Having just completed a college course on the subject I feel that I should debunk some of the more prominent myths about the oil industry. Let’s take a step back from the biased media and politicians and apply some logic.

Myth 1: We will run out of oil soon

This is partially true. As with any resource, there is a limited quantity. However, it is unlikely that we will ever entirely run out of oil, only economically profitable oil. Canada has the second most proven reserves out of any country. Unfortunately it is stored in “unconventional sources,” such as tar sands and oil shale, which are VERY expensive to refine. The only certainty for the future is higher prices.

The amount of untapped oil is not exactly known for several reasons. First of all, wells are hard to find and once proven to contain oil, we can’t be sure of how much is left. Geologists use seismic readings and their knowledge to divide the amount of oil into proven and unproven reserves, meaning what we know we have and what we think we have. Both of these numbers are often government secrets in Middle Eastern countries (remember that oil is nationalized in Middle East). Given the vast quantities of oil in the region, this adds a large grey area to the number of years of petroleum left.

When discussing the world’s supply, peak oil is almost always mentioned. Developed by M. King Hubbert in the 1950s, the theory essentially states that at oil production is shaped like a bell curve and will eventually reach the top, a point called peak oil. Once peak oil is reached no matter how hard the wells are pumped oil cannot be produced any faster and production will eventually decline. Hubbert became famous when his prediction for US peak oil became true in 1970. Keep in mind that the US produced all of its own oil throughout most of the 20th century and still continues to produce most of it. Now many scientists are looking to predict global peak oil production. Predictions range from sometime in the next two decades all the way until the next century.

Myth 2: Oil companies are entirely responsible for high gas prices

Oil companies seem to be the biggest scapegoat for high prices. The image given to oil companies by politicians and the media could easily lead one to assume that Exxon and Shell have caused gas prices to double in the last decade. Keep in mind that oil is very expensive to produce and supply is going down. The obvious oil wells (those located relatively close to the surface and containing large amounts of oil) have already been discovered. What remains are wells buried deeper with somewhat less oil. Research and exploration for new wells is very expensive and the chances of hitting a well are often a mere 1 in 6. You can certainly disagree with this, but lower gas prices are less of an incentive and provide fewer funds for companies to go out and find new reserves. And don’t blame gas stations/convenience stores for gas prices. Often they make less than $100 dollars a day from selling gas. One person driving off without paying can eat their entire gas profit for the day. Drive-offs cost the industry of $250 million a year.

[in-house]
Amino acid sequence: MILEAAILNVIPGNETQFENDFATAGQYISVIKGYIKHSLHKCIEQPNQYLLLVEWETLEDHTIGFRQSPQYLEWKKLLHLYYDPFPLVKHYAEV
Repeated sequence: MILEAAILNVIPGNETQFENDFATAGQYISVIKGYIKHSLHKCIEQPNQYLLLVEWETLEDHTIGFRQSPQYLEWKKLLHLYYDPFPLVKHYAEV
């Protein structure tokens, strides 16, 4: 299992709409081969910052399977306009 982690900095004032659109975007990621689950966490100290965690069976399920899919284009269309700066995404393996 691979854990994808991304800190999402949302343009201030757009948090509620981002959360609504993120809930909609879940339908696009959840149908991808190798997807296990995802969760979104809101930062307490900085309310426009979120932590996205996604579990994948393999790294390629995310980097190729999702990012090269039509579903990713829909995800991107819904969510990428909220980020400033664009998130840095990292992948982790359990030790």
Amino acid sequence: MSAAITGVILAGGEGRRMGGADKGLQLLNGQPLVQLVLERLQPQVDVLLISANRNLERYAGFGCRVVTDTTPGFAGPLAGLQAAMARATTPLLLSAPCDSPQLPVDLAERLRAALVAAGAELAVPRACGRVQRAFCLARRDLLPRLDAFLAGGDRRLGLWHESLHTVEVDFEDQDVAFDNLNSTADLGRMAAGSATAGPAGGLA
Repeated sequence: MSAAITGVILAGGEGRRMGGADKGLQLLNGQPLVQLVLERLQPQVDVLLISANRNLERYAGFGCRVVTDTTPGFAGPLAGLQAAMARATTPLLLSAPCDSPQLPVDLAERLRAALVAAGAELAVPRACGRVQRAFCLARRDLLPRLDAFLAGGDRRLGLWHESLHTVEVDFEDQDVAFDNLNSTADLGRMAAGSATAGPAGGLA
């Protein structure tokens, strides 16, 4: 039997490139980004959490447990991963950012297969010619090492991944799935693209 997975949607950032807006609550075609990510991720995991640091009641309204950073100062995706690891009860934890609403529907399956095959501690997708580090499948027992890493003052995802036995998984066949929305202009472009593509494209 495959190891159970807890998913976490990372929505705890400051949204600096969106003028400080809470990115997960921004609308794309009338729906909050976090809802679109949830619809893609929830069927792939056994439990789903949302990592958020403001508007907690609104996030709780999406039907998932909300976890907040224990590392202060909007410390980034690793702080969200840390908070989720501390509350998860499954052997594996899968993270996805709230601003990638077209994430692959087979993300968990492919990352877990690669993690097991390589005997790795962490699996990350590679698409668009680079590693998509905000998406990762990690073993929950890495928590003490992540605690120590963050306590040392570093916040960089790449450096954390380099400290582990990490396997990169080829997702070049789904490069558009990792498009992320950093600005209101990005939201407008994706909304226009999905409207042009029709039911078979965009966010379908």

Myth 3: OPEC is entirely responsible for high gas prices

For those who don’t know, OPEC is the Organization of Petroleum Exporting Countries. They claim that their mission is to “coordinate and unify the petroleum policies of Member Countries and ensure the stabilization of oil markets in order to secure an efficient, economic and regular supply of petroleum to consumers, a steady income to producers and a fair return on capital to those investing in the petroleum industry.” It is made of five founding members (Iraq, Iran, Saudi Arabia, Kuwait, and Venezuela) and 9 other countries: Indonesia, Ecuador, UAE, Nigeria, Libya, Algeria, Angola, Qatar, and Ecuador. It is estimated that these countries control 50% of the world’s proven reserves. Many consider OPEC to be a cartel that artificially drives up prices, but their effectiveness in controlling prices is disputed. At the moment demand is extremely high and whatever is being produced is being used. Some countries have disobeyed the production quotas which limit the amount of oil that countries can export. Obviously the basic laws of supply and demand apply and lower supply leads to high prices.

OPEC is certainly not America’s friend, but they are not as big a threat as you may think. America is the number one consumer of oil, using 21 million of the approximately 80 million barrels produced a day. Many countries will have plenty of unsold oil if they cut us off. Under difference circumstances in the oil industry OPEC can be very effective. In the early 1970s they boycotted US and it caused an energy crises.